W. Virginia Bans Traffic Cameras, Drivers Seek Protection from Unjust Tickets in Other States
February 22, 2006 (PRLEAP.COM) Business NewsCharleston, W. Va. — The W. Virginia House voted overwhelmingly 88 - 3 to ban both red-light and speed cameras, but motorists concerned about unjust tickets in neighboring states are resorting to self-defense.
A growing number of West Virginia drivers are using PhotoBlocker (tm) spray because of news reports that innocent drivers are getting tickets they do not deserve. The time off from work, and the bureaucratic challenges required to prove a ticket was issued in error are the primary motivation for many drivers to resort to use of the spray.
"We compliment the elected officials in W. Virginia for having the wisdom to ban enforcement cameras, but we continue to receive increasing numbers of sales from motorists there who tell us they are concerned about cameras in nearby states," said Joe Scott of PhantomPlate, Inc., maker of PhotoBlocker spray.
PhotoBlocker is an aerosol spray that does not change the appearance of the plate to the naked eye, but the flash picture from a red-light camera or speed camera makes the number on the plate unreadable because the light reflects back similar to the effect of taking a flash picture into a mirror.
"Drivers in all states are worried about the cost in time and money to defend themselves against unjust tickets. It is easier and less expensive to just use PhotoBlocker spray," said Scott.
The decisive vote in West Virginia was reported in the press to be a message of disapproval to neighboring Steubenville, Ohio where W. Virginia drivers have fallen victim to enforcement cameras. The Ohio cameras are so controversial that a law suit has temporarily shut them down.
PhotoBlocker has been tested by media from around the world, as well as by a number of police departments. The published results show that the spray works as advertised. Out of all the many states where enforcement cameras are used, Illinois and New York are the only ones that outlawed the spray — giving further testimony that the spray actually works.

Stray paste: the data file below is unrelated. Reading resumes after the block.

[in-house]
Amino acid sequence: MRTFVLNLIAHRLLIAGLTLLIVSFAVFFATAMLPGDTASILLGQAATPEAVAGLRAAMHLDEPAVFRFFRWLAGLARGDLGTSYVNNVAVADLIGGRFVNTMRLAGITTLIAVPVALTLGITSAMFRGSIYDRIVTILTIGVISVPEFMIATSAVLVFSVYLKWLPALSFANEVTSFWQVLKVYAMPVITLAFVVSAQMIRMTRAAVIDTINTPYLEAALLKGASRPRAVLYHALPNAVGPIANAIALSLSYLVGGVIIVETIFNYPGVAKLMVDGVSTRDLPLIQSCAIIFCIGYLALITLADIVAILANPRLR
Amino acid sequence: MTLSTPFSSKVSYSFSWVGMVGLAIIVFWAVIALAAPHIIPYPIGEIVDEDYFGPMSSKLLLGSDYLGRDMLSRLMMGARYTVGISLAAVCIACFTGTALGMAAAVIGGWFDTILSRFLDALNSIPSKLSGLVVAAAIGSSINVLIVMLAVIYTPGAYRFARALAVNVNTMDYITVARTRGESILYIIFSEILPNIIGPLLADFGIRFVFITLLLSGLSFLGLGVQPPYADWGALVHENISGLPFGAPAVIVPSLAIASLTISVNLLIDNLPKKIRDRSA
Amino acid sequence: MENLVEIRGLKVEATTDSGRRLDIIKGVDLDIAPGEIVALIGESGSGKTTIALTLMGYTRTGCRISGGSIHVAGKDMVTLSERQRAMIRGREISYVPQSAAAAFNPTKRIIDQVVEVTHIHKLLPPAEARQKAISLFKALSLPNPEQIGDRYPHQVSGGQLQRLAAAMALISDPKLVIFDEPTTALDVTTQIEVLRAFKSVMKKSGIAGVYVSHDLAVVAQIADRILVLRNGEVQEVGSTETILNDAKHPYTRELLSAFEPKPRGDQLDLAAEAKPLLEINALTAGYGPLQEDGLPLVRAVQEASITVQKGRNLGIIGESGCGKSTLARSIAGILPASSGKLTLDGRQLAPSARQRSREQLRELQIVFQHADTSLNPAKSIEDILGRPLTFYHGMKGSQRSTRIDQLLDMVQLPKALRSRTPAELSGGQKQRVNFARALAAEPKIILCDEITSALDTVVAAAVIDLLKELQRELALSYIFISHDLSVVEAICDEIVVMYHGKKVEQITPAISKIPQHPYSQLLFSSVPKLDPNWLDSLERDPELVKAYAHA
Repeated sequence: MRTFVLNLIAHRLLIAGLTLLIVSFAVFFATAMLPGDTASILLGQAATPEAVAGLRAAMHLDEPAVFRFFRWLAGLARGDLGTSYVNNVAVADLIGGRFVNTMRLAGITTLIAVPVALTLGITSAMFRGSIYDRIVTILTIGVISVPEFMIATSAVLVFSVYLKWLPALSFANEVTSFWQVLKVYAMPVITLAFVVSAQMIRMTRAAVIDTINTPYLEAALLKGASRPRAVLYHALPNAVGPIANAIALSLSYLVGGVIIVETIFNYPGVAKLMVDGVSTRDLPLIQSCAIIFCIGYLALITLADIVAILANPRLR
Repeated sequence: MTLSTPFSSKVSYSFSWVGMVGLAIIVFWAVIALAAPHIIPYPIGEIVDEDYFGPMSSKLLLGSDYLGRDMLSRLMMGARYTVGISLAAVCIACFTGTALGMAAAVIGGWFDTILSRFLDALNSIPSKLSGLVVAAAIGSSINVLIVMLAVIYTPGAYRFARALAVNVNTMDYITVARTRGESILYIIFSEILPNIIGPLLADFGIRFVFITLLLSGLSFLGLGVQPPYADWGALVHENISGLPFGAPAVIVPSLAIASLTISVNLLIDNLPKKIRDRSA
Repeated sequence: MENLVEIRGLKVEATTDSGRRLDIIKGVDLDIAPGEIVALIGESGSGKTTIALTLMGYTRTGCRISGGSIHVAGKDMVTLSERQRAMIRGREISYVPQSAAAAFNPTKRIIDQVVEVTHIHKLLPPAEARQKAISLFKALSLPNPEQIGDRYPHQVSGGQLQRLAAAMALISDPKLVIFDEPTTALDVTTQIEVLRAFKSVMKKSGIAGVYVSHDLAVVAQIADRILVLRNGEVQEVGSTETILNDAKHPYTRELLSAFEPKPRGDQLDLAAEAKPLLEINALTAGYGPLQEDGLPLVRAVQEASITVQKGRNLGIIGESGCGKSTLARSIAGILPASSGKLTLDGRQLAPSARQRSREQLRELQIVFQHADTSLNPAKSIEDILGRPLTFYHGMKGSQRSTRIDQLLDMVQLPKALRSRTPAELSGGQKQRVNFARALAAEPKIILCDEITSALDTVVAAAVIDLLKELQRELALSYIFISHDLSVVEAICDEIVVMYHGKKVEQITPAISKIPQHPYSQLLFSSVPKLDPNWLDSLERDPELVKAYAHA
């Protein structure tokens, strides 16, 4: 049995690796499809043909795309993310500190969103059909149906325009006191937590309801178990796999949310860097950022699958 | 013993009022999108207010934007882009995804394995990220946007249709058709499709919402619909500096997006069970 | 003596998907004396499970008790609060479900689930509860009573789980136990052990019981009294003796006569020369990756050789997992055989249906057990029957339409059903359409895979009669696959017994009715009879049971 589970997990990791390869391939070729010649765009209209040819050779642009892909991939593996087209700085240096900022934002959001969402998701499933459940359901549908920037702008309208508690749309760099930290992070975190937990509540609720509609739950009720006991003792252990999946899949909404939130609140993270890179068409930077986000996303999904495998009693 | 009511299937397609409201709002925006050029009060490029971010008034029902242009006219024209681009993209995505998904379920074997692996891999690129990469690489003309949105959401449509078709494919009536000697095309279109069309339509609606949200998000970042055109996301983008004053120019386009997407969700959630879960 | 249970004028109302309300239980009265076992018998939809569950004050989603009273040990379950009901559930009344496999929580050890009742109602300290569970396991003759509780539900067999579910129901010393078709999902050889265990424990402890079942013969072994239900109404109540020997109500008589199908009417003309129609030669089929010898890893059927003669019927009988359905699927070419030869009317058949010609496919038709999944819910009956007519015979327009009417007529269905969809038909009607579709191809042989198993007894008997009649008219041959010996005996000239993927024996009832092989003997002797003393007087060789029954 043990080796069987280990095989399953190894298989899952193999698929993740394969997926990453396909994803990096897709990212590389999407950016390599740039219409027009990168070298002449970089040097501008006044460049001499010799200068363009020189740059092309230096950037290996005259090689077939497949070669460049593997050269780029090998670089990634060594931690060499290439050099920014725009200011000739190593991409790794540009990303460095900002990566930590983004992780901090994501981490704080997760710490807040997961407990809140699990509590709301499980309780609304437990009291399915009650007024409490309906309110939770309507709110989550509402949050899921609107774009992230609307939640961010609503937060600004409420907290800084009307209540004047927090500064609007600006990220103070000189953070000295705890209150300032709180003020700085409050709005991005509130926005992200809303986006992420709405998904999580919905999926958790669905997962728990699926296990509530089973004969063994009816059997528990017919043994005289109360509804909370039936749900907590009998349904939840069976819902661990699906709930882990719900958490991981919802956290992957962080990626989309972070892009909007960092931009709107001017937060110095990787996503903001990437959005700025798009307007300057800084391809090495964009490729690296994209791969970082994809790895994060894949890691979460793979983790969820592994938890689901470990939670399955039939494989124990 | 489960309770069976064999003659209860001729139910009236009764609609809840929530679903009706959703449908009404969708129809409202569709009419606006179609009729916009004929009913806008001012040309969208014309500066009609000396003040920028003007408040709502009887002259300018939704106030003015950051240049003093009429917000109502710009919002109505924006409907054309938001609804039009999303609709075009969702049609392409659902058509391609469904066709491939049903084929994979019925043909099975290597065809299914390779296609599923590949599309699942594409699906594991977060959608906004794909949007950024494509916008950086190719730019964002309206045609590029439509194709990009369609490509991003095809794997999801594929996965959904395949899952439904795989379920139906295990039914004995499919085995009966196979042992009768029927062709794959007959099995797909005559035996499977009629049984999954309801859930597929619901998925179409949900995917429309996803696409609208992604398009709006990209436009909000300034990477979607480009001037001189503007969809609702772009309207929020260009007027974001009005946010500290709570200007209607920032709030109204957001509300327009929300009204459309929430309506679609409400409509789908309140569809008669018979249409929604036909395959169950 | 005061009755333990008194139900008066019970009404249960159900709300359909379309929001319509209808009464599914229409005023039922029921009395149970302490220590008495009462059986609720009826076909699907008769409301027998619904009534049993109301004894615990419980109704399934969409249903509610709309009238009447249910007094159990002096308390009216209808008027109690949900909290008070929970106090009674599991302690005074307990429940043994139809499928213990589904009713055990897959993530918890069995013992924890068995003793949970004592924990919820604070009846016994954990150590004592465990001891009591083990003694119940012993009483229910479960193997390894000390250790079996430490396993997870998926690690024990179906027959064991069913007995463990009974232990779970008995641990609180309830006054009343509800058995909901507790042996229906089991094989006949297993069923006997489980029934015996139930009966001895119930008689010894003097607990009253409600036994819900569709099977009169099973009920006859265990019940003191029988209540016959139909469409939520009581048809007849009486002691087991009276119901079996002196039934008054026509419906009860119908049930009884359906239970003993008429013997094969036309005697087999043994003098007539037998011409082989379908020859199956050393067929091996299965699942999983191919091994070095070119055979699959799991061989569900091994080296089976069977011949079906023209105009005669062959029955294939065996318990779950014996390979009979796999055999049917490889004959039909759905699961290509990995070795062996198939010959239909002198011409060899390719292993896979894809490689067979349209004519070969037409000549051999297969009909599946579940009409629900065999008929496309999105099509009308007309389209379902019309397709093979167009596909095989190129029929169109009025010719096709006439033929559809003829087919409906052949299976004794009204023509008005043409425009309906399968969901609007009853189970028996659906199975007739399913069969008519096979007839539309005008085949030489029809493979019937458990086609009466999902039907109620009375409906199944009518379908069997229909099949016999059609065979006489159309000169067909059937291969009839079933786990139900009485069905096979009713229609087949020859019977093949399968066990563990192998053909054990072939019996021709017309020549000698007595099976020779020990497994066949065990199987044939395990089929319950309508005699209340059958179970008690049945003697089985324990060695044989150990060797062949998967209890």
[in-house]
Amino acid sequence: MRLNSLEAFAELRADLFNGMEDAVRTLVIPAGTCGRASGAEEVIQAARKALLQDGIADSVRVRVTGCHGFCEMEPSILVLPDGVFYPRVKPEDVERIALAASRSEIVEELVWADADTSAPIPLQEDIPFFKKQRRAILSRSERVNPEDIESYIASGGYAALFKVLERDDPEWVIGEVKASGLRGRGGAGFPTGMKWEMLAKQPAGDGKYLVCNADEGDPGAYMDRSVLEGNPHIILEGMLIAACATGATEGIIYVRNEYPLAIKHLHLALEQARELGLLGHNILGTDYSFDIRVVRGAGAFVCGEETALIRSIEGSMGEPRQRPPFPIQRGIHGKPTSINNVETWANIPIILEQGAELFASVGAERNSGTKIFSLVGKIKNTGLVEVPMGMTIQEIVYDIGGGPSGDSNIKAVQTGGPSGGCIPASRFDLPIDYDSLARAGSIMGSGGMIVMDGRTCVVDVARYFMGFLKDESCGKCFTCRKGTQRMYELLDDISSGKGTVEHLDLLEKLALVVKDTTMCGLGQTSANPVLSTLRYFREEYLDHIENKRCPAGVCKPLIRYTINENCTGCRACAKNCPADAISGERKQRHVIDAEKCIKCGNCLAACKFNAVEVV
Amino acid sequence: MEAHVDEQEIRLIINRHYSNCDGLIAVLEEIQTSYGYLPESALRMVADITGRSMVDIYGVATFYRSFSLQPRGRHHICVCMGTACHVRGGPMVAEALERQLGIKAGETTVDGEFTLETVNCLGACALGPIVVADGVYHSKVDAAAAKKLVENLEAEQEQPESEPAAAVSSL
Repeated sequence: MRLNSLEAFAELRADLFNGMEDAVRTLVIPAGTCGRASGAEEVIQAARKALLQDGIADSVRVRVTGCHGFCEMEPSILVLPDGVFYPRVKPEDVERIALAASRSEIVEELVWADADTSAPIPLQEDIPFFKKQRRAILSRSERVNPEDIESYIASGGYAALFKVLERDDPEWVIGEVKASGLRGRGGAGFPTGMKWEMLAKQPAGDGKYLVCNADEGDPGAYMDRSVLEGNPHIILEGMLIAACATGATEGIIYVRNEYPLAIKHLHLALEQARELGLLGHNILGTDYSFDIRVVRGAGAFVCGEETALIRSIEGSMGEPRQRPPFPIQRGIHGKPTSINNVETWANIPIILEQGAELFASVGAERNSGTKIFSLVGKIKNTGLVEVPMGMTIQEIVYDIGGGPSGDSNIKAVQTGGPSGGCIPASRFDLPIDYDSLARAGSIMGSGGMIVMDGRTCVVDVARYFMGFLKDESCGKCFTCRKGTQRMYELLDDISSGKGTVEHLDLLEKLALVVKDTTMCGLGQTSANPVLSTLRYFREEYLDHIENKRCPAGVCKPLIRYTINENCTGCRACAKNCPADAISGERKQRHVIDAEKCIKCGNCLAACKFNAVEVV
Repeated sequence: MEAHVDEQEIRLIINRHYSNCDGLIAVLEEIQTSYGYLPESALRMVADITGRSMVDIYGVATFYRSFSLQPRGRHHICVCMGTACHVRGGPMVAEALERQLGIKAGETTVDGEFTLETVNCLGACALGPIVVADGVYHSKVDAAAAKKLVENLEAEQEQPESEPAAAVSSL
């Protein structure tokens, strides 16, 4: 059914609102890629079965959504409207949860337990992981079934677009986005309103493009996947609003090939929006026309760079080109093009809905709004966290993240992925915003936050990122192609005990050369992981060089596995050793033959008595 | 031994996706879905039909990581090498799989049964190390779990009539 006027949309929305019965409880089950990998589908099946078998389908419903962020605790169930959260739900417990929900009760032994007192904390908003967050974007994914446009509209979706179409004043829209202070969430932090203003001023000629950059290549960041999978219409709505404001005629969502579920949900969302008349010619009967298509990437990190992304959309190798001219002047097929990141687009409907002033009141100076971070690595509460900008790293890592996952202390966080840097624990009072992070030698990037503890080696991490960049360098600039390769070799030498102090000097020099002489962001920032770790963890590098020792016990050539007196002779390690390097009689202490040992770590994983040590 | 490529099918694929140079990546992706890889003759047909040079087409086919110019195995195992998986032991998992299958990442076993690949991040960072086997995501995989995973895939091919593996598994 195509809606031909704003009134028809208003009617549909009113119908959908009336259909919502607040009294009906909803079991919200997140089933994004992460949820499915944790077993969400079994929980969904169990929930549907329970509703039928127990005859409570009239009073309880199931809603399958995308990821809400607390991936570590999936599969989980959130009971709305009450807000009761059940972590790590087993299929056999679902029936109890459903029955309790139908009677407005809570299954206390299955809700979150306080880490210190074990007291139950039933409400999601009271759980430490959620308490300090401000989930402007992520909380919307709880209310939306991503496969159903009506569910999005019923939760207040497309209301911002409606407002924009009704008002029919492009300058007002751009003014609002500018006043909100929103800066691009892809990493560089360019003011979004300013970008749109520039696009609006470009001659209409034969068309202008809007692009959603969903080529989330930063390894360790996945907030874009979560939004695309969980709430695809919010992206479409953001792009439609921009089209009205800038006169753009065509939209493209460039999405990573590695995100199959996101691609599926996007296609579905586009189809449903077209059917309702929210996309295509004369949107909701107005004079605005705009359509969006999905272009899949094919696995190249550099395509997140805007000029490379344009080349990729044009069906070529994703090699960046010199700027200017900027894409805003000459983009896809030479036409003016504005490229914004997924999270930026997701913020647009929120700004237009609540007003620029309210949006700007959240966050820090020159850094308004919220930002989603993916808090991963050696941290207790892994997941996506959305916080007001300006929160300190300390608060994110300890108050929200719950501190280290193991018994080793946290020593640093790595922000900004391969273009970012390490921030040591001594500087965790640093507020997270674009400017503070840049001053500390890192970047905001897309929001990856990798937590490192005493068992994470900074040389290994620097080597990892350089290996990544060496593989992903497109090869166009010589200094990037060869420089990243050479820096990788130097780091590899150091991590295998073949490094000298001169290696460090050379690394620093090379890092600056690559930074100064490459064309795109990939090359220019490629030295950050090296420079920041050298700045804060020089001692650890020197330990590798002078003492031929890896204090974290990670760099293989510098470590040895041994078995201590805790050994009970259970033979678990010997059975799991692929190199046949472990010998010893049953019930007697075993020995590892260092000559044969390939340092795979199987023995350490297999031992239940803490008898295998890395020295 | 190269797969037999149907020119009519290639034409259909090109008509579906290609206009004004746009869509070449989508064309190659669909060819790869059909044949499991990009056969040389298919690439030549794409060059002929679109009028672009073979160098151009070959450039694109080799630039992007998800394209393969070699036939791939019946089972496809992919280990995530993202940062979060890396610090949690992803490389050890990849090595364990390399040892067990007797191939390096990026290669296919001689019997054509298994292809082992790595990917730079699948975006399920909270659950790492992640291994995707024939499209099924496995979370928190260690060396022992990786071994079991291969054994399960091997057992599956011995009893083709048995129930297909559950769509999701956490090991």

"We want our roads to be safe, and we do not encourage anyone to break the law. But we know how frustrating it is to get a ticket you do not deserve," explained Scott. "Most drivers are good people who want to obey the law. If they have time to either stop or clear the intersection they will, but as long as cities use short yellow lights to generate more tickets motorists will resort to PhotoBlocker spray to protect themselves," said Scott.
The company reports sales of over 500,000 cans in 23 countries. Information about the product is available on the Internet at http://www.PhotoBlocker.com. Many links to news stories and media reports are posted on the site.
"We get calls, e-mails and letters from journalists, doctors, lawyers, firefighters, teachers, judges, politicians, and police officers themselves have resorted to using PhotoBlocker spray to avoid entrapment," said Scott.
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